Today there are 26 medical schools in Nigeria, compared to 1 in 1960, 2 in 1965, 6 in 1975, 11 in 1984 and 18 in 2005, all providing medical education with curriculum borrowed from each other. Even our premier university and our revered seat of medical excellence, the University of Ibadan, College of Medicine, has not changed its curriculum since its inception. It has trained doctors in the same old way inherited from the British, as if the society is static. Even British Medical Education has changed many times over, yet ours remain the same. Fortunately, a change in medical curriculum is on its way in Ibadan and, to the best of my knowledge, will revolutionize the way we train our doctors.
Based on data from the Nigerian Medical and Dental Council, Nigerian medical schools graduate between 2000 and 3000 doctors annually. Established positions for doing the compulsory house-jobs (internship) range between 1000 and 1500, depending on available funds. What then happens to the 1000 to 1500 that cannot get internship positions?
The training of other health care professionals followed the same developmental process as that described for doctors with the early ones being trained in England, until the development of local schools. The training of nurses in Nigeria started after the establishment of the Nursing Council of Nigeria. The preliminary Training School (PTS) for nurses, which was based in Lagos, was transferred to Ibadan (capital of the West) as one of 3 such schools in the country. The others were in Kano (in the North) and Aba (in the East). Whereas the 2 schools in the South (Ibadan and Aba) had only a 6-month program, that in North (Kano) had 2 courses, one of them admitted students with lesser qualifications and the program lasted for 1 year, while the other program of 6 months duration was for students with a higher entry qualification. By 1954, 23 (all men) graduated from the Kano School, 40 (16 women and 24 men) graduated from the Aba School and 71 (42 women and 29 men) graduated from the Ibadan School.[3] As was the case with doctors, there was displeasure expressed over the incomplete training of nurses who received local training. This subsequently led to the establishment of 3-year nursing schools at designated government hospitals, 7 in the North, 6 in the East and 8 in the West. In addition, the Nursing Council granted recognition to 17 missionary built programs for training of full-fledged nurses and PTS nurses. By 1955 there were 100 female student nurses at the University College Hospital in Ibadan receiving British-type State registered Nurse's (SRN) training.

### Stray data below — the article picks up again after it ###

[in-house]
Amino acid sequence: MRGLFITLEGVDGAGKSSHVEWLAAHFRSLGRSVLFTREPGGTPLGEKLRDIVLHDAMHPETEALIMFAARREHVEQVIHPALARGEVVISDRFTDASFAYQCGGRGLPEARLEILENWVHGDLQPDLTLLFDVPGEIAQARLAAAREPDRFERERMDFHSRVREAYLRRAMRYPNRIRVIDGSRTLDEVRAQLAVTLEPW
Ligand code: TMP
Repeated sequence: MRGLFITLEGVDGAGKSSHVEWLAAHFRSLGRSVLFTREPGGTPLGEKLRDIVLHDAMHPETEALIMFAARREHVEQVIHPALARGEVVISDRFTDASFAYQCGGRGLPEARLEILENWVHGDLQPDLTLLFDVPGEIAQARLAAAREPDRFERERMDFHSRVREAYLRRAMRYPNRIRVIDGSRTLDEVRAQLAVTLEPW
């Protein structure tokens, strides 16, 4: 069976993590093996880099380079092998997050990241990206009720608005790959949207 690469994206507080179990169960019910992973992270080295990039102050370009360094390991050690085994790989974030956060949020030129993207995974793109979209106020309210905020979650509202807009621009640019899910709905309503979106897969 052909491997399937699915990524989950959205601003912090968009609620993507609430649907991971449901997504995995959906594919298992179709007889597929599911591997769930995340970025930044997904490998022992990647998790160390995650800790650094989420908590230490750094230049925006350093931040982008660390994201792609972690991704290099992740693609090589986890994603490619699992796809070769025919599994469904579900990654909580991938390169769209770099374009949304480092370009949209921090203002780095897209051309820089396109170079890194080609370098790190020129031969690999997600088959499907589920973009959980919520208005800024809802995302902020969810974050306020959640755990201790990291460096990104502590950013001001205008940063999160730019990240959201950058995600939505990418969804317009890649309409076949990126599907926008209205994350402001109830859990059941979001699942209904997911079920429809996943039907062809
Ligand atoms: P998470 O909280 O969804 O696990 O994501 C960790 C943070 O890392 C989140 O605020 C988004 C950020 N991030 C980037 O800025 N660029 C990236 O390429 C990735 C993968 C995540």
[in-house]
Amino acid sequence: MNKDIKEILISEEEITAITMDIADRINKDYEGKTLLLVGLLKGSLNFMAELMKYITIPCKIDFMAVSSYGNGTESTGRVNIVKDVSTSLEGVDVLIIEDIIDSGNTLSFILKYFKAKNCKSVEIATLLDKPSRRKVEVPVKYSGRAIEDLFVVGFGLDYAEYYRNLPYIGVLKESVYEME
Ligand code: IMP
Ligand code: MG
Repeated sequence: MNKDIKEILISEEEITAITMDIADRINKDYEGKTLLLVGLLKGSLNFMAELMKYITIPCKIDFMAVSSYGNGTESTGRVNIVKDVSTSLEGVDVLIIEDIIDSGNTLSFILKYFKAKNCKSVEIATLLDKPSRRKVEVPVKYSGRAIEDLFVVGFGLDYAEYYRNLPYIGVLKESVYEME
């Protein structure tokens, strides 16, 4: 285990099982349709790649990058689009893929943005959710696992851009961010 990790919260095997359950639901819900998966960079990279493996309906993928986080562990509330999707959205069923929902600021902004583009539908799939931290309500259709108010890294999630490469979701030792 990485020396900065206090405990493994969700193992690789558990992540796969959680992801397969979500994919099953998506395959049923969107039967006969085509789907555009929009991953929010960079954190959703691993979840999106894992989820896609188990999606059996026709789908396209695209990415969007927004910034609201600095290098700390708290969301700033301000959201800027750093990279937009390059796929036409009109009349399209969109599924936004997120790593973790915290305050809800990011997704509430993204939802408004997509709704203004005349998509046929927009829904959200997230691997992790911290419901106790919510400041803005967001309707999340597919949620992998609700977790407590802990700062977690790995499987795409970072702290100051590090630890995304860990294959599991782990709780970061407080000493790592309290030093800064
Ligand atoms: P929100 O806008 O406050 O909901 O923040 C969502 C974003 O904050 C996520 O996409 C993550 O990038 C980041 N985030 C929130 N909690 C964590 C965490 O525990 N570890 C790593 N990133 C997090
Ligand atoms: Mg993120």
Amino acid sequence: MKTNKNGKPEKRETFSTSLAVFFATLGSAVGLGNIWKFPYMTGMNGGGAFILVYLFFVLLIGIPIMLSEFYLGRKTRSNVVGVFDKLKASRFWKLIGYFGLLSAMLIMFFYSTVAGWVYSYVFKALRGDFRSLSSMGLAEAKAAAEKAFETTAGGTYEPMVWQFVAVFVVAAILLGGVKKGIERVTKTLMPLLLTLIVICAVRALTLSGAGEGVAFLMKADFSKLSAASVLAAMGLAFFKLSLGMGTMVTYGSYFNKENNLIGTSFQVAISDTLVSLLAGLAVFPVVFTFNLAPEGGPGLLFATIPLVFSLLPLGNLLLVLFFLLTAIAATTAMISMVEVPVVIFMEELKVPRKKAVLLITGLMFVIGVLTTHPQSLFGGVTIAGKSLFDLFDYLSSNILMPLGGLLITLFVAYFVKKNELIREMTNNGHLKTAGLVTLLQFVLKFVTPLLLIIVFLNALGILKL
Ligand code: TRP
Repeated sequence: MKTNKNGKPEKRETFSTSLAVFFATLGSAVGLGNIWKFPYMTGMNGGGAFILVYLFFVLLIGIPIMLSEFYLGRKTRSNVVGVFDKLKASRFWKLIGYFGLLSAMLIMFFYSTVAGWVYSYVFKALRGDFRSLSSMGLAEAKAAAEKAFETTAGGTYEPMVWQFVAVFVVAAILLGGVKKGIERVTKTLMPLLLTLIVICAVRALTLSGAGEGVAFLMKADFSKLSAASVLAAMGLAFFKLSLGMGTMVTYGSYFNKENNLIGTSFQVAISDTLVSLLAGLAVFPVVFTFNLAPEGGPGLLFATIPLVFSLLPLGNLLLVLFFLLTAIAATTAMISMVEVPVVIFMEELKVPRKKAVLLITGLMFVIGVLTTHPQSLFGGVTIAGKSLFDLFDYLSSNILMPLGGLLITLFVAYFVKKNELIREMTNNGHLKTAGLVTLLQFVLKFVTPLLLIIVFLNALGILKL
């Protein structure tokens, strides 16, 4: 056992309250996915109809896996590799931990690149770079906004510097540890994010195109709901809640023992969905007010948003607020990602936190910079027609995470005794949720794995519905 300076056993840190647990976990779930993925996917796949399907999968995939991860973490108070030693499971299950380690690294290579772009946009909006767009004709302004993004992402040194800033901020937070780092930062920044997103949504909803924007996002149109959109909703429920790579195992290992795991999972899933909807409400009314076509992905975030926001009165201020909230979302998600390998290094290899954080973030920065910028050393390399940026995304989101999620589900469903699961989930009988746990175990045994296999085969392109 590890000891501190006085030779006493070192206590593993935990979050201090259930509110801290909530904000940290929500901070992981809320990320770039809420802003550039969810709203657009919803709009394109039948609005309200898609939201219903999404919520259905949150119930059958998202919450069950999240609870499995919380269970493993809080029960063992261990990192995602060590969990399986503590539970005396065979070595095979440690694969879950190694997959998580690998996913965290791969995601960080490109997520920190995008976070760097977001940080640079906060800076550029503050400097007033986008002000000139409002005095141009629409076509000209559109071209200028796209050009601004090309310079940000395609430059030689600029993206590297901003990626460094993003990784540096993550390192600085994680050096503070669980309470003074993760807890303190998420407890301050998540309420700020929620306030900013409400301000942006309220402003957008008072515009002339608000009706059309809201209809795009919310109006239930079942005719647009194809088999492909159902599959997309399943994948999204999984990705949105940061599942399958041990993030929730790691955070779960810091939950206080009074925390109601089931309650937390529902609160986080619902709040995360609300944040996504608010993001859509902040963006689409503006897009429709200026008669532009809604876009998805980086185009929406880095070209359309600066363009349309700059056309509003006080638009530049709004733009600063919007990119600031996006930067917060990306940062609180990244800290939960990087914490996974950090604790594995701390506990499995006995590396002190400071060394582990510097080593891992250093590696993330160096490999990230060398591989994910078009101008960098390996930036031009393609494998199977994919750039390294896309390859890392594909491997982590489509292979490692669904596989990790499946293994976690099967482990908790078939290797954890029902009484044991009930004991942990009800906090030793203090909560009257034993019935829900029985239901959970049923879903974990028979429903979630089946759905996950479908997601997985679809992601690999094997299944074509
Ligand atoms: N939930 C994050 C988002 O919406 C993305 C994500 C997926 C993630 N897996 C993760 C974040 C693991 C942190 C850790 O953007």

There were 2 cadres of midwifery schools in Nigeria. One trained Grade I Midwives and the other trained Grade II Midwives, the latter being a lower standard of entry qualifications and training. Grade I Midwives were trained in designated government centers and by 1954, 12 women had graduated from the Northern School in Kaduna, 23 from the Eastern School in Aba, 10 women from the other Eastern school in Calabar, and 20 women from both Massey Street, Lagos and Ade-Oyo Hospital, Ibadan in the West. Grade II midwives were trained in missionary hospitals or Native Authority (equivalent of present day local government area) facilities. These individuals worked mostly in rural areas and in 1954, 5 were trained in the North, 21 in the East and 103 in the West.
Public Health Attendants (known as Sanitary Inspectors) were trained in 4 schools of hygiene across the country. One school, operated by the Lagos Town Council Public Health Department, graduated 4 by 1954, while those operated by the government in Kano (North), Aba (East) and Ibadan (West) graduated a total of 128.[3]